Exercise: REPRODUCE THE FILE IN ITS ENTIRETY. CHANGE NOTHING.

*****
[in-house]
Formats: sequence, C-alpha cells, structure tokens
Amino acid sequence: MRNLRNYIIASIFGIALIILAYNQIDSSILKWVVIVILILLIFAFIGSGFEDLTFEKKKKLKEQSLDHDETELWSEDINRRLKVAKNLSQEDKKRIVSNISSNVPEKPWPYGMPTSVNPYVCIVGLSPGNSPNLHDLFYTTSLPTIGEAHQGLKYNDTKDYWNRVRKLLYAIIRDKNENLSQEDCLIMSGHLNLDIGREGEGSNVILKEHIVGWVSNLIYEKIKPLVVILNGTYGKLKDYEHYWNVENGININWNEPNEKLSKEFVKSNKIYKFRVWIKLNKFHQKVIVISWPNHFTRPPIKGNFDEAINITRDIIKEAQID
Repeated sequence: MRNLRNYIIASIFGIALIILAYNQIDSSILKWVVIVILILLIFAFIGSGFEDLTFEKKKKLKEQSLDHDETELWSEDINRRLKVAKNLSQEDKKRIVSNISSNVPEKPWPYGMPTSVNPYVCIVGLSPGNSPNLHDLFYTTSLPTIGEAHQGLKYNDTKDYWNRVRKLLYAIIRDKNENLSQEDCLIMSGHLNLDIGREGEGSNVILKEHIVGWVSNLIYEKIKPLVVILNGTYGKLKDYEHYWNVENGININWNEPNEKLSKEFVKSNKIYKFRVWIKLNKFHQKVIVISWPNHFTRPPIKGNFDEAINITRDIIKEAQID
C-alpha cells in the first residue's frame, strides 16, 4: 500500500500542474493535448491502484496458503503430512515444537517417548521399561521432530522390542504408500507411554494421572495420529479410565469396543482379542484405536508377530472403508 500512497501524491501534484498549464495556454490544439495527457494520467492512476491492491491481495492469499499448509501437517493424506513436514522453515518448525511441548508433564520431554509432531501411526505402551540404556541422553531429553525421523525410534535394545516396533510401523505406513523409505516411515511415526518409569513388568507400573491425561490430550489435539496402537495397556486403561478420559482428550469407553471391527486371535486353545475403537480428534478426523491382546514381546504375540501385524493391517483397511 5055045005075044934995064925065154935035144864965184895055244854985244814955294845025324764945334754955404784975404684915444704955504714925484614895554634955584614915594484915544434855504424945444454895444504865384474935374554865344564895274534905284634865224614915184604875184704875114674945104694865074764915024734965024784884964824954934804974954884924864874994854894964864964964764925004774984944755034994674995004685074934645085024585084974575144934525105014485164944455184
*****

[in-house]
Formats: sequence, C-alpha cells, structure tokens
Amino acid sequence: MRNLRNYIIASIFGIALIILAYNQIDSSILKWVVIVILILLIFAFIGSGFEDLTFEKKKKLKEQSLDHDETELWSEDINRRLKVAKNLSQEDKKRIVSNISSNVPEKPWPYGMPTSVNPYVCIVGLSPGNSPNLHDLFYTTSLPTIGEAHQGLKYNDTKDYWNRVRKLLYAIIRDKNENLSQEDCLIMSGHLNLDIGREGEGSNVILKEHIVGWVSNLIYEKIKPLVVILNGTYGKLKDYEHYWNVENGININWNEPNEKLSKEFVKSNKIYKFRVWIKLNKFHQKVIVISWPNHFTRPPIKGNFDEAINITRDIIKEAQID
Repeated sequence: MRNLRNYIIASIFGIALIILAYNQIDSSILKWVVIVILILLIFAFIGSGFEDLTFEKKKKLKEQSLDHDETELWSEDINRRLKVAKNLSQEDKKRIVSNISSNVPEKPWPYGMPTSVNPYVCIVGLSPGNSPNLHDLFYTTSLPTIGEAHQGLKYNDTKDYWNRVRKLLYAIIRDKNENLSQEDCLIMSGHLNLDIGREGEGSNVILKEHIVGWVSNLIYEKIKPLVVILNGTYGKLKDYEHYWNVENGININWNEPNEKLSKEFVKSNKIYKFRVWIKLNKFHQKVIVISWPNHFTRPPIKGNFDEAINITRDIIKEAQID
C-alpha cells in the first residue's frame, strides 16, 4: 500500500500542474493535448491502484496458503503430512515444537517417548521399561521432530522390542504408500507411554494421572495420529479410565469396543482379542484405536508377530472403508 500512497501524491501534484498549464495556454490544439495527457494520467492512476491492491491481495492469499499448509501437517493424506513436514522453515518448525511441548508433564520431554509432531501411526505402551540404556541422553531429553525421523525410534535394545516396533510401523505406513523409505516411515511415526518409569513388568507400573491425561490430550489435539496402537495397556486403561478420559482428550469407553471391527486371535486353545475403537480428534478426523491382546514381546504375540501385524493391517483397511 5055045005075044934995064925065154935035144864965184895055244854985244814955294845025324764945334754955404784975404684915444704955504714925484614895554634955584614915594484915544434855504424945444454895444504865384474935374554865344564895274534905284634865224614915184604875184704875114674945104694865074764915024734965024784884964824954934804974954884924864874994854894964864964964764925004774984944755034994674995004685074934645085024585084974575144934525105014485164944455184